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  1. Ponomariov leapfrogs Alekseenko, wins Salamanca Masters
    Ruslan Ponomariov scored back-to-back wins on Saturday to leapfrog former sole leader Kirill Alekseenko in the standings and win the Salamanca Masters. Alekseenko would have at least tied for first had he not lost his final-round game against Michael Adams. The Austrian representative finished in sole second place, while Eduardo Iturrizaga grabbed clear third place. | Photos: Official website
  2. FIDE Torch Relay heads to Latin America
    The FIDE 100 Torch Relay, marking the centennial celebration of the International Chess Federation (FIDE), is set to light up Latin America. A nine-day event in Medellin, Colombia’s second-largest city, will bring together FIDE officials, players and chess fans from the continent. The central ceremony will take place on May 26, when the Torch Relay will make its journey through five public parks in Medellin.
  3. Could Taimanov have beaten Fischer?
    In the 1971 Candidate Matches Bobby Fischer faced Mark Taimanov In Vancouver, Canada. The American defeated his opponent from the Soviet Union with a "dry" 6-0 score. But matters could have started differently. In the first game it was Taimanov who put on the pressure, and even had winning chances. He played 27.h3, which nobody considered a bad move – until Kasparov pointed out its defect in 2004. Today's riddle deals with the position before White's 27th move. Computers find it devilishly difficult to find the best continuation. Can you?
  4. CBM #219: "Fundamental Endgame Knowledge"
    Why is the rook’s pawn called the "worst enemy of the knight"? How do you make best use of the "Knight Check Shadow" and when should you enter the "Karpov Distance"? In the new ChessBase Magazine #219, Karsten Mueller shows you the most important techniques in the endgame with knight against pawn(s) in part #9 of his series "Fundamental Endgame Knowledge". Take the chance and test your technique in two interactive training videos in this week’s CBM reading sample. Have fun!
  5. Anatoly Bykhovski turns 90!
    He was the coach of the USSR Youth National team from the mid-60s, until the collapse of the Soviet Union – a driving force behind the great generations of Soviet chess, but always in the shadow. On 30 April Anatoly Awraamowitsch Bykhovsky celebrates his 90th birthday. Chess Trainer Adrian Mykhalchyshyn describes the career of the man who helped created the chess zenith of the USSR.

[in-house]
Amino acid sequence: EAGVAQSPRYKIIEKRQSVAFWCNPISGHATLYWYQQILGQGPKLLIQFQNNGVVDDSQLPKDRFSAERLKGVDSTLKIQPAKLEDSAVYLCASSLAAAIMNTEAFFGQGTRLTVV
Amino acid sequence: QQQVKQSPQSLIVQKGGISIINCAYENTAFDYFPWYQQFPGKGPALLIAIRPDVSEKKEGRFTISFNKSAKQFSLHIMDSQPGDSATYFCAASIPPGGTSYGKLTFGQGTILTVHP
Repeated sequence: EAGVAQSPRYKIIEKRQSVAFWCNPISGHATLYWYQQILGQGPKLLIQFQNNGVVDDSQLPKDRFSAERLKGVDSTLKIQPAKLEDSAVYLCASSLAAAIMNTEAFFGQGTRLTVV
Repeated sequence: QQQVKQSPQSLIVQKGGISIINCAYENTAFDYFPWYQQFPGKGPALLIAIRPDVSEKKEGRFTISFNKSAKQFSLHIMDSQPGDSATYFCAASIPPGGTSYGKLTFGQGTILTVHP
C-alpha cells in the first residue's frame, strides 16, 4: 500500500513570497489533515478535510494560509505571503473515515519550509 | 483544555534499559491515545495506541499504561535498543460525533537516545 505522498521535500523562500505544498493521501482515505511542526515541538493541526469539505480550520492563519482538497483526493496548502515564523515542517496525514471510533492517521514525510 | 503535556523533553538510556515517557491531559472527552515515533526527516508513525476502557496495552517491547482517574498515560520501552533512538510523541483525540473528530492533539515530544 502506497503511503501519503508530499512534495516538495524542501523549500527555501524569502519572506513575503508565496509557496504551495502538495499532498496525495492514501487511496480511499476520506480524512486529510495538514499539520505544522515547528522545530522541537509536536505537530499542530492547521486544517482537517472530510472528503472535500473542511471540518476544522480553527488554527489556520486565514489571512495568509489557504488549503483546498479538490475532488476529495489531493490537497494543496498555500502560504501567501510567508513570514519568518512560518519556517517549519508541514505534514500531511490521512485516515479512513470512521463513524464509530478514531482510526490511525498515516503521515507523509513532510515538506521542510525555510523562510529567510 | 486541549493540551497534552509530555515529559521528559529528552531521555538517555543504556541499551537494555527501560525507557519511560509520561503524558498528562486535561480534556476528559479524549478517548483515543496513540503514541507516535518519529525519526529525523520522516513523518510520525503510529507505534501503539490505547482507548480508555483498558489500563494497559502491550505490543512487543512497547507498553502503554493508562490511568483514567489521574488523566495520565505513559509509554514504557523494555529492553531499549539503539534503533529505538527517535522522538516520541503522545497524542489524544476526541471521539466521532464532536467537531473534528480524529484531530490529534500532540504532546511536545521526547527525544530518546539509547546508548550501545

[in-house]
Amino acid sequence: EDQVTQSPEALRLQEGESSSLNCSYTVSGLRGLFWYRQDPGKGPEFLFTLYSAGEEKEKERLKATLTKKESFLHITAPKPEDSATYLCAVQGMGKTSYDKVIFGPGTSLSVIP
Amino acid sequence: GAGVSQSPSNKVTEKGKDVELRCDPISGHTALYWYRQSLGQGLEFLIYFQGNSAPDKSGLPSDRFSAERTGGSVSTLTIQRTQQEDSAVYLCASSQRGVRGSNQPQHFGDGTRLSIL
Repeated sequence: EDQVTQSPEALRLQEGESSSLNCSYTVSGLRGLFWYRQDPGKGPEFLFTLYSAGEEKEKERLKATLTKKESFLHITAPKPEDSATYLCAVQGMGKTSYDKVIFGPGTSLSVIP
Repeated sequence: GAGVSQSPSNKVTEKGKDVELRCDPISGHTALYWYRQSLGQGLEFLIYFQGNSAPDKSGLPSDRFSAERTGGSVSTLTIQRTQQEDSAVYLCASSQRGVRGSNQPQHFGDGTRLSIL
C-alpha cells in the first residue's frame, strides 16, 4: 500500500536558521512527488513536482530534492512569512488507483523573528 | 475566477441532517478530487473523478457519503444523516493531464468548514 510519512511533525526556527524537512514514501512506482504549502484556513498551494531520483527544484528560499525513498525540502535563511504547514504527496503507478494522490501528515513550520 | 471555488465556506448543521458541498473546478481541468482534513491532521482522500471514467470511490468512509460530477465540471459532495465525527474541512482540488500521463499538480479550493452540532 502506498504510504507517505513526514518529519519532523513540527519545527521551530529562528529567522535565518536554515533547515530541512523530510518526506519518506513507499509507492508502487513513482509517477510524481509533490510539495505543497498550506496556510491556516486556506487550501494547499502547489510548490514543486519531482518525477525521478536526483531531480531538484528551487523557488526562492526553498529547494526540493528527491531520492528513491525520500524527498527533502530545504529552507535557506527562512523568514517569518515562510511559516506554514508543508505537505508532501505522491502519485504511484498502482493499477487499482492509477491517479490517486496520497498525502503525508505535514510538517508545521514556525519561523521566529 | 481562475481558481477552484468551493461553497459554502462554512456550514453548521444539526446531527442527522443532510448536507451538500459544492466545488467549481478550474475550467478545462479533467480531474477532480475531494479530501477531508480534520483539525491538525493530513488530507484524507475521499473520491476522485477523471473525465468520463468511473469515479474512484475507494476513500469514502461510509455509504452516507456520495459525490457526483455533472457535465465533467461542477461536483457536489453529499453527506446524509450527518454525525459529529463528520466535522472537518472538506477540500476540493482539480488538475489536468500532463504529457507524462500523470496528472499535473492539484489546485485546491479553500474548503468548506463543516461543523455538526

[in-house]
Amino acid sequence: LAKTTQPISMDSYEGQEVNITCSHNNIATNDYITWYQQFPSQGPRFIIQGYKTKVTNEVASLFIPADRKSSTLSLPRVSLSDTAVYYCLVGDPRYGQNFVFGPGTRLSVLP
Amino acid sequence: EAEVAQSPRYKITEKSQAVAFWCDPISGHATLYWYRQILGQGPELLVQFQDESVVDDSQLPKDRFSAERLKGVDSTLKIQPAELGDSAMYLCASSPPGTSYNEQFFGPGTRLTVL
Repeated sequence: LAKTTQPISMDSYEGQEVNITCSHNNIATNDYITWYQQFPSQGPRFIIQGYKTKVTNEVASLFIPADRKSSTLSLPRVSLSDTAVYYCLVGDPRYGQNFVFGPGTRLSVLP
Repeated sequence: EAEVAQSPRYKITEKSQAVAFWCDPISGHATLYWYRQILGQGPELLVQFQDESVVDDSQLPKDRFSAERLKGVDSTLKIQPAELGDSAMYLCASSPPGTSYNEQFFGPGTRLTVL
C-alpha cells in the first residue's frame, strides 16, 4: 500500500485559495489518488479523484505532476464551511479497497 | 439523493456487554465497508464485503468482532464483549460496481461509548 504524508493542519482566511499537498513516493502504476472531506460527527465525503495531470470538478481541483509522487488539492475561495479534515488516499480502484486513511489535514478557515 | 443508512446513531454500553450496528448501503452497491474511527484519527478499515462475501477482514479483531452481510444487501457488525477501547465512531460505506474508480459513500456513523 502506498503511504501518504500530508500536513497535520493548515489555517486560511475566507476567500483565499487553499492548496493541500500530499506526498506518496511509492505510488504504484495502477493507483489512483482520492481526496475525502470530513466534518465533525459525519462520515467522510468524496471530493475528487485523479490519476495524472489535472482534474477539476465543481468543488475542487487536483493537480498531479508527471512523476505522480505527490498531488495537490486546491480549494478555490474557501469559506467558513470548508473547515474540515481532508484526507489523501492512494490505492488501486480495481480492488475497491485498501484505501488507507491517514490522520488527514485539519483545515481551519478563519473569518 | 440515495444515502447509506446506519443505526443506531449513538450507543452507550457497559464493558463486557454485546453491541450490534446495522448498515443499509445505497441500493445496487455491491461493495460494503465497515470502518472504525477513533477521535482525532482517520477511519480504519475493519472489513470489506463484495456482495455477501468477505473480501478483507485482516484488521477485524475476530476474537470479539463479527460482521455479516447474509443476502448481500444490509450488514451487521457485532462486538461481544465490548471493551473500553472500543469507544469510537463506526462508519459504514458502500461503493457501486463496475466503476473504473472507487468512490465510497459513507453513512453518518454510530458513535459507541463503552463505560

6. Grivas on the Mad Rook
    During the endgame, stalemate is a resource that can enable the player with the inferior position to draw the game rather than lose. In more complex positions, stalemate is much rarer, usually taking the form of a swindle that succeeds only if the superior side is inattentive. Chess Trainer GM Efstratios Grivas shows us how a "mad rook" can complicate matters for the superior side.
  7. Yet another 12-year-old grandmaster
    He was born on 3 June 2011 in Bursa, Turkey. On April 1st (no April Fool's joke) the twelve-year-old, playing in the very strong GRENKE Chess Open, Yagiz Kaan Erdpgmus scored 7.0/9 points with a 2646 performance. With that he had fulfilled his final GM norm and become the youngest grandmaster in the world – the fourth youngest in chess history. We will be watching this young boy carefully. | Photo Ugur Medya
  8. Svitlana's Smart Moves - The best tactics of all candidates! Double Edition!
    Svitlana dug deep to find some outstanding, beautiful tactics, by all the men's and women's candidates, who will compete in Toronto soon. Arne is trying hard to solve all the puzzles, and get 8 out of 8 in both videos. Will he succeed? And how will you do, dear viewer? These two videos are the perfect start to get into the mood for the candidates tournament!
  9. The American Cup: Live!
    The American Cup, one of the United States’ premier chess tournaments, returns to Saint Louis. Now in its third year, the event runs from March 12-21, 2024, at the iconic World Chess Hall of Fame, featuring sixteen of America’s top chess talents. With $400,000 in prize money up for grabs, the competitors will prove their mettle under mounting pressure in the double-elimination knockout format. | Follow the games live with expert commentary starting at 19.00 CET (14.00 ET, 23.30 IST)